He is going to be restrained by the economy (the federal government can’t afford to do many of the things Obama dreams of) and an ongoing war in Iraq (whether we like it or not, we’re stuck in it. I wouldn’t be surprised if U.S. troops remained there on Inauguration Day in January 2013).
Chicago Argus, Nov. 5, 2008
|Part 3 someday? Image from Indymedia Ireland|
Because it seems this prediction that I published in this weblog on the “Day After” Election Day in 2008 when Barack Obama woke up realizing he had managed to beat John McCain and become president-elect turned out to be inaccurate.
FOR THIS WEEKEND, the Iraq War that began back in the presidency of George W. Bush officially came to an end. History will record that the last U.S. troops left the country on Sunday, although because of the time difference it was actually late Saturday in Chicago at the moment those troops crossed over the border into Kuwait – the nation whose invasion back in the early 1990s by Saddam Hussein triggered the whole notion that we were “at war” in Iraq.
And just out of a sense of disclosure, I have a cousin, Carlos, who was in the Army back in the late 1980s and early 1990s and wound up spending a year of his service fighting to “liberate” Kuwait.
But back to the present. Weekend news broadcasts were filled with lots of feature stories showing us soldiers in their tan fatigues (the famed “chocolate chips”) saying how pleased they were to know that they survived the war and that it truly is over.
|OBAMA: Ended this Iraq war. Who begins the next?|
These men likely will tell stories for the rest of their lives about how they were the absolute last U.S. troops to leave the Middle Eastern nation – for now.
BECAUSE I WON’T be surprised if conditions arise in future years that cause our military to think that U.S. troops will have to return. In fact, it may well turn out that what we’re calling the second Iraq War is really just the latest chapter of tensions that have been ongoing in that part of the world for centuries, and will continue for long after this weekend.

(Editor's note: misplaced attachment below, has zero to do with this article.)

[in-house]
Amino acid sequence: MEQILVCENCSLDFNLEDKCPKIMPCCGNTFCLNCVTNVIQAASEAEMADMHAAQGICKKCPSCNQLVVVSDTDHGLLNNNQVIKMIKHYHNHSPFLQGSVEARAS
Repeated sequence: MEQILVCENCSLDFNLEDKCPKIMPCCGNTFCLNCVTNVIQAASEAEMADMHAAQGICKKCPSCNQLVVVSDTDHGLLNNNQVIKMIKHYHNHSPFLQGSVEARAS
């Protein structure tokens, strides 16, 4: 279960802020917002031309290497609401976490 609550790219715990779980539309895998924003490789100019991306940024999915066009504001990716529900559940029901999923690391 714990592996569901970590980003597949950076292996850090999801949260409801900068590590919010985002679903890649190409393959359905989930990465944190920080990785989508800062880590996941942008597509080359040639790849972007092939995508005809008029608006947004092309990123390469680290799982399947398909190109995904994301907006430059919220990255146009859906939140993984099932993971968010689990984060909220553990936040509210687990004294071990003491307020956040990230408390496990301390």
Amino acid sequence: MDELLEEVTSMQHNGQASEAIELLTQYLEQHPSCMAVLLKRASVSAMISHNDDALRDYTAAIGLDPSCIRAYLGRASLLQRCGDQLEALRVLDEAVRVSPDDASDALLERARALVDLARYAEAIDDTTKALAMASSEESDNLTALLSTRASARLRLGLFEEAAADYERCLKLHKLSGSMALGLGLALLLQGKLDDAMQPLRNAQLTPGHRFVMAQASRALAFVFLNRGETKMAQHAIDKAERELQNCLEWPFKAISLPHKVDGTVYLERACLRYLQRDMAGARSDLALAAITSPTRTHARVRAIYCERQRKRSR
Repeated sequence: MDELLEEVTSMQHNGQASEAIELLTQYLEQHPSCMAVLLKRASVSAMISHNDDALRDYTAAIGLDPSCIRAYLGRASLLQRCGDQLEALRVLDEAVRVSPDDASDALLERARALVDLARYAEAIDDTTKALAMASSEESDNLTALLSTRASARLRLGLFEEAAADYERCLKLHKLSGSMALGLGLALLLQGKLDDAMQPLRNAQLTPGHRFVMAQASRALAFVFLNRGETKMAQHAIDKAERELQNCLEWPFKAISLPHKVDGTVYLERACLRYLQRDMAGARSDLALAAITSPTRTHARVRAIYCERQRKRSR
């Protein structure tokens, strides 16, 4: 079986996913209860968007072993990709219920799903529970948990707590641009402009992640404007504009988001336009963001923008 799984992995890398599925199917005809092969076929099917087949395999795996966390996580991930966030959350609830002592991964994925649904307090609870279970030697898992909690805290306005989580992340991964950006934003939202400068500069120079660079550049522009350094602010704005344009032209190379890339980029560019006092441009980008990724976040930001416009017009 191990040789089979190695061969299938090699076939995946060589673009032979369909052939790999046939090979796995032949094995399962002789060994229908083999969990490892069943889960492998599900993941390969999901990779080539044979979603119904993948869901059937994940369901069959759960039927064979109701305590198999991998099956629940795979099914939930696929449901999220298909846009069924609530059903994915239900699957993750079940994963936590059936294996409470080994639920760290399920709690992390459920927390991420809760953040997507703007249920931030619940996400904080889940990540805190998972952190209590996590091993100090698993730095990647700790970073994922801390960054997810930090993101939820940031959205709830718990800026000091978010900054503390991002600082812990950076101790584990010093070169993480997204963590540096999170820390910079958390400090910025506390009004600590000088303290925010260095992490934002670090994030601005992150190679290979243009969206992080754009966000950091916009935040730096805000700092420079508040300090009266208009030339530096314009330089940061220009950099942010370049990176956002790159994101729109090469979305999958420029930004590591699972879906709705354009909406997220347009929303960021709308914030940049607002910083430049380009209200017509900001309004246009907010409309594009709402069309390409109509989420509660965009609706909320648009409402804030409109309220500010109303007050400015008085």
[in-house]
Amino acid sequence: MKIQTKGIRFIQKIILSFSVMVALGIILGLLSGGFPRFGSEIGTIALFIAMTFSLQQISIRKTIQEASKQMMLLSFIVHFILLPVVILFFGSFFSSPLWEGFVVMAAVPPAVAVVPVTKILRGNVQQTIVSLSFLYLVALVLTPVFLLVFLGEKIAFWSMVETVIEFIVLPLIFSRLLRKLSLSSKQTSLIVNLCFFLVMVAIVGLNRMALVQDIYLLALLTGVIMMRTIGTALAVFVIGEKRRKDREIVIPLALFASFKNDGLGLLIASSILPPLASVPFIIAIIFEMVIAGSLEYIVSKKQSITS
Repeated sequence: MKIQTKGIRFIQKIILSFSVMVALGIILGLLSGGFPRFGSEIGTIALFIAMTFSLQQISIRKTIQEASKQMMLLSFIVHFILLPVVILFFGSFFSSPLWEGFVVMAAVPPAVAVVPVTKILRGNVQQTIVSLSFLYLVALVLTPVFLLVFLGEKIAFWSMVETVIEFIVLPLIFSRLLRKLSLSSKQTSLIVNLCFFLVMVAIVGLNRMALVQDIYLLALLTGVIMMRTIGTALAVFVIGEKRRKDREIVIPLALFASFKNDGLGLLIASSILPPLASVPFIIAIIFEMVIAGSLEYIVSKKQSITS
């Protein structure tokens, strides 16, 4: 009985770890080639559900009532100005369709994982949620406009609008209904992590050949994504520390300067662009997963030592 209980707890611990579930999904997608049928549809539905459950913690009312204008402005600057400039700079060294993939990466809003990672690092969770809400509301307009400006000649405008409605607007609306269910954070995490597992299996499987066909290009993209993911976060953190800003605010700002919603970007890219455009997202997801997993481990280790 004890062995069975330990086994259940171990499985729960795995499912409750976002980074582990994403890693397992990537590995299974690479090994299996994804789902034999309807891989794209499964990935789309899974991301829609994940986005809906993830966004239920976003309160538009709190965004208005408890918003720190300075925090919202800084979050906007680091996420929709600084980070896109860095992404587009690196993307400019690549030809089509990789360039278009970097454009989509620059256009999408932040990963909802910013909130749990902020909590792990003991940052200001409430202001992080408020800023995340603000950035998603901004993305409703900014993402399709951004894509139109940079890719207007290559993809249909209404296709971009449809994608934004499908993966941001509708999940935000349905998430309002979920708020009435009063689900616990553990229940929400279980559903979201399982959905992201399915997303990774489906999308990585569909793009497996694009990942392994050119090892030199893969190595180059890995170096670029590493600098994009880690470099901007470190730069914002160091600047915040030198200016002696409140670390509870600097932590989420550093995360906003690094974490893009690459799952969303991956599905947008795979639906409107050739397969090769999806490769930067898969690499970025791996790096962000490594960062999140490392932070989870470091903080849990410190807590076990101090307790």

It makes me think that the idea of considering this war “over” is a little bit short-sighted. That very mentality was running through my mind back when Obama got elected president in large part by appealing to the people who always despised the notion that U.S. troops were located anywhere in the Middle East.
But for now, I will give Obama some credit (even though I’m sure the ideologues of our society will not want to do so). He brought this military conflict to an end. For now, the body count ceases to rise.
The point I tried to make all those years ago was that anybody who voted for Obama expecting there to be an immediate withdrawal of U.S. troops truly was being naïve. I knew all those years ago that a withdrawal from Iraq would take years to complete – and even then only if absolutely nothing went wrong.
THAT IS WHY I implied that the process might still be taking place in January 2013 as Obama either prepares to take a second oath to serve a four-year term as president – or tries to hold back a look of anguish as one of the GOP dreamers actually manages to take that oath while Obama looks on – just before getting the final plane ride on Air Force One that brings him back home to Chicago.
Instead, it seems to be over. All combat troops left Iraq by this weekend, and all U.S. troops are supposed to be out of the country by Dec. 31. The soldiers will be returning home in streams – and we’re likely to see countless accounts of soldiers in fatigues being mobbed by family and friends, along with some cute wife or child at the center of the mix for them.
Yet for the life of me, I’m not sure what was really accomplished by this military action of the past few years. The reports already are cropping up of political “crisis” and tensions arising. I literally won’t be surprised if Iraq War Three crops up in the next decade.
The only real question is whether it will be a “President Obama” who has to start it in a second term, or if it will be some future chief executive who gets the credit/blame for the military mess.
YES, YOU PROBABLY out early from the tone of this commentary that I was never a proponent of this particular “war,” which as far as I was concerned was declared because of the feeling by the most recent President Bush to take on “unfinished business” from the administration of George Bush, the elder.
When George W. Bush got elected president in that mess of political maneuvering that passed for an election cycle in 2000, I knew that circumstances would arise that would be used to justify an Iraq War. Even if no such airplanes had ever struck the World Trade Center or Pentagon some 10 years ago, I believe the end result would have been similar in terms of military involvement in Iraq.
So because I “expected” it, I wasn’t shocked or offended when it occurred. And as far as getting out, it always struck me that the “war” was the equivalent of a “break it and buy it” policy.
We “broke” it by getting involved with military force. I want to believe (in fact, I desperately hope) that we have fixed it well enough to justify calling this military conflict over.
BUT SOMEHOW, I suspect (and fear) that the quickie glue job that we did to repair this symbolic artifact will soon some undone.
Is somebody bound to pick this “artifact” up off the shelf and notice that it is all chipped on the side that we turned toward the wall and face away from the potential customer?